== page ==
A small white church on Palmer Street, adorned with stained glass windows and an LGBT pride flag, is the home of the Unitarian Universalist Fellowship, which, along with Plattsburgh Cares and I Am an Ally, hosted a Black Lives Matter potluck for community members and students last Sunday.
“Essentially, this luncheon aims to bridge a certain gap between community members and students,” said Taylor Richardson, public relations major and member of I Am an Ally. “Students especially might feel like there’s a disconnect or a stigma held against them that they’re just here to trash things and party.”
The grand room of the fellowship was replete with conversation and music styles from salsa to jazz as guests filled their plates with homemade and classic store-bought foods. Pizza, salads, baked ziti and sushi filled the buffet tables along with takeout from KFC and Taco Bell.
The UU Fellowship is a unique place of worship that doesn’t require parish members to recognize any specific deity. Rather, the focus of the fellowship is finding one’s self through spirituality, whatever that may be, and finding love and peace through other people and respect for the environment.
“You may have noticed each of our windows has a different religious symbol in it,” said Michelle Ouellette, assistant professor of public relations at PSUC and founding member of Plattsburgh Cares.
The fellowship does not follow a holy book, but abides by the Seven Principles of Unitarian Universalism, which promote positive behaviors and thoughts but has the consistent theme of “justice, equity and compassion in human relations”.
“We take the ‘inherent worth and dignity of every individual’ principle very seriously,” Ouellette said.
She and other members of the fellowship, also members of Plattsburgh Cares, helped establish the potluck with the help of students and organizations on campus.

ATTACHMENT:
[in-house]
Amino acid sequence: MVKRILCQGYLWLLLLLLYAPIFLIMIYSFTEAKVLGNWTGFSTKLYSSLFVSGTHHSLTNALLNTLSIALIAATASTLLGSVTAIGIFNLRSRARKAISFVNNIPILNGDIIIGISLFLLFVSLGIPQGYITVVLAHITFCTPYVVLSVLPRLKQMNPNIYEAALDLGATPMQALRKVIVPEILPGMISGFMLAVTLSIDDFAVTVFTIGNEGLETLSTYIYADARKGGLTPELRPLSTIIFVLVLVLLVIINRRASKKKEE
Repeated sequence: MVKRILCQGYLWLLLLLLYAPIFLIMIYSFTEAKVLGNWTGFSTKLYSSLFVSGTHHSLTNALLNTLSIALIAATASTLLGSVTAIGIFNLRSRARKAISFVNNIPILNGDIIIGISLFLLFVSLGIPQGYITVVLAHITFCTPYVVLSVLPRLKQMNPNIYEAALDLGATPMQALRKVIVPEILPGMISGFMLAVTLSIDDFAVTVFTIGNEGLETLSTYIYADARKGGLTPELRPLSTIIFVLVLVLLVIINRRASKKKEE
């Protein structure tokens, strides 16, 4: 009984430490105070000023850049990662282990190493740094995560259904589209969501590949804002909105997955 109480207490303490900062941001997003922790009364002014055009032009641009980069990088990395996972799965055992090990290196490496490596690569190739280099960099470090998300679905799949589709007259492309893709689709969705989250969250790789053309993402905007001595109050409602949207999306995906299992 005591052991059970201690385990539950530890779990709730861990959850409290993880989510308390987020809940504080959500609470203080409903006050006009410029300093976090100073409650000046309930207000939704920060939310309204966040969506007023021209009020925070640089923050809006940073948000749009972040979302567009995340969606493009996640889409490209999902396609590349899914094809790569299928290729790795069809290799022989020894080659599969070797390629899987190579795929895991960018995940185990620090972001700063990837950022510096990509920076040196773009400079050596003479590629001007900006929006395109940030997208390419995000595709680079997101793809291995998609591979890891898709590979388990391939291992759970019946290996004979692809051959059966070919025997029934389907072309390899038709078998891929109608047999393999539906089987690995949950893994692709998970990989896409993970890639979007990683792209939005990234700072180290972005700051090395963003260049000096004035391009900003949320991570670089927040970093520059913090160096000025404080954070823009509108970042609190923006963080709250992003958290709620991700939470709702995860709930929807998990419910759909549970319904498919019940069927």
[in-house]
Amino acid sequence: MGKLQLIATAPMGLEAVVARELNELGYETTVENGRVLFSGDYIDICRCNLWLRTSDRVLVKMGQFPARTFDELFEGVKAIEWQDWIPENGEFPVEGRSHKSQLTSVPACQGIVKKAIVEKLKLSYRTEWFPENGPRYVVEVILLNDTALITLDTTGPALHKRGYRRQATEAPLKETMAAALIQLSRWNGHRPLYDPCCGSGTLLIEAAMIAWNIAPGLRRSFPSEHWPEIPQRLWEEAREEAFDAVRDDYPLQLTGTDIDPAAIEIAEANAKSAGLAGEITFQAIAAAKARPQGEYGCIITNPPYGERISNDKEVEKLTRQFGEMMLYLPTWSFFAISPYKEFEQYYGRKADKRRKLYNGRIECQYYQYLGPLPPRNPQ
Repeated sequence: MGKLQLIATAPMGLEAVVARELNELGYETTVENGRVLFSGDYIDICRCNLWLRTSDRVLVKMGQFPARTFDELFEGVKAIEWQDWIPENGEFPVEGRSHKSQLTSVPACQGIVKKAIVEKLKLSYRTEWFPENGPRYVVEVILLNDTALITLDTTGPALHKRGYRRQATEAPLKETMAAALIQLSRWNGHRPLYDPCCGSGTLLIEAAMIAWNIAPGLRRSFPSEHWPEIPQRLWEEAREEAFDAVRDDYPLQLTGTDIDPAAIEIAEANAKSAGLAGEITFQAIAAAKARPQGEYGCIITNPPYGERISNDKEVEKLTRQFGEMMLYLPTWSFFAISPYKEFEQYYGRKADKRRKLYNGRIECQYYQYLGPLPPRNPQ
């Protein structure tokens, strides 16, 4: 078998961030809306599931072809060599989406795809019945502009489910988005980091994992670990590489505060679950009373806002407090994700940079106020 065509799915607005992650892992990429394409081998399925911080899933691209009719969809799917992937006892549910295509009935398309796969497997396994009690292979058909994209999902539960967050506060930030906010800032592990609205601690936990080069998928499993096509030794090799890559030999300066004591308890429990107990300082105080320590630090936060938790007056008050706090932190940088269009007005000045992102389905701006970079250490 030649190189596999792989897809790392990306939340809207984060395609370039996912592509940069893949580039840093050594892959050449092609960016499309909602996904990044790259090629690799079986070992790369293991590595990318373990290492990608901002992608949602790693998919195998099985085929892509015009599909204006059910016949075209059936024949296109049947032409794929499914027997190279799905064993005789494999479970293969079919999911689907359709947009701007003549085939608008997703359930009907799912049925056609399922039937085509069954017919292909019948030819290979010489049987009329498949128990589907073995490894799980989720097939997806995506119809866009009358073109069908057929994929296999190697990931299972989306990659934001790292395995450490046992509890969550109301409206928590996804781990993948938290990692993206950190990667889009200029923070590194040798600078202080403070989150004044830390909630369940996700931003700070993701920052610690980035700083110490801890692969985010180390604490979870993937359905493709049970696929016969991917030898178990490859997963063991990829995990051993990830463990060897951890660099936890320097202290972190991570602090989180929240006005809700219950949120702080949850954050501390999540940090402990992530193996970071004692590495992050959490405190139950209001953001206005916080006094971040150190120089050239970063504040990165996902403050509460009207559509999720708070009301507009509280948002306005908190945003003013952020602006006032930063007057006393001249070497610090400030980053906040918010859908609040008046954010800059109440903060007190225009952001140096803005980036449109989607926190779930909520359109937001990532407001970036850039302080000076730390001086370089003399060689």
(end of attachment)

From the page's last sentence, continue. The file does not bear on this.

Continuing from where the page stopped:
“What Michelle is always consciously doing is making sure the community and the college have a correspondence and see each other,” Richardson said. “She creates events that kind of push you to be approachable and establish connections.”
The group believes these connections are imperative after this turbulent semester on campus.
“[This potluck] is in response to the unrest on campus,” said Kathy Sajor, president of Plattsburgh Cares and a member of the UU Fellowship. “We went from this group of women, just wanting to help, to this huge coalition of activist groups, individuals and the interfaith community working together to make this happen.”
Sajor, along with Ouellette, Joelle Lamica, and several others started Plattsburgh Cares about a year ago, and have worked tirelessly to provide humanitarian services to the disenfranchised, including offering their support to Muslim refugees who crossed the Canadian border after President Trump’s inauguration.
“We want everyone to know that there are caring people in this community,” Sajor said. “No matter if you’re black, white, American or not, queer, transgender, we will receive you and welcome you and celebrate who you are and the many gifts you might bring.”
Breanne Johnson is a public relations major and marketing minor at PSUC who helped market the potluck through social media.
“As part of PR, we learn that social media is a primary way that we can get a lot of students, especially on campus, to attend events,” Johnson said.
About 50 chairs were set up in circles to create an open and friendly atmosphere. About 70 students and community members attended.
“We’re so happy with the turnout. We’re seeing so many different faculty members and students connecting,” Johnson said.
Age was not a limiting factor at this potluck. College students talked in depth with long-time Plattsburgh residents. Children weaved through the diverse crowd.
“There are a lot of members [of the Fellowship] that I didn’t even know teach at Plattsburgh,” Johnson said. “Being a part of the SUNY Plattsburgh community gave us all an instant connection,” Johnson said.
The UU Fellowship offered a safe haven for students wanting to relax off campus and gave community members the opportunity to bond and find common ground with the youth sweeping through this college town.
“We are a welcoming congregation,” Sajor said. “We are always on the forefront of celebrating people. It’s like coming home.”
Email Sage Lewandowski at email@example.com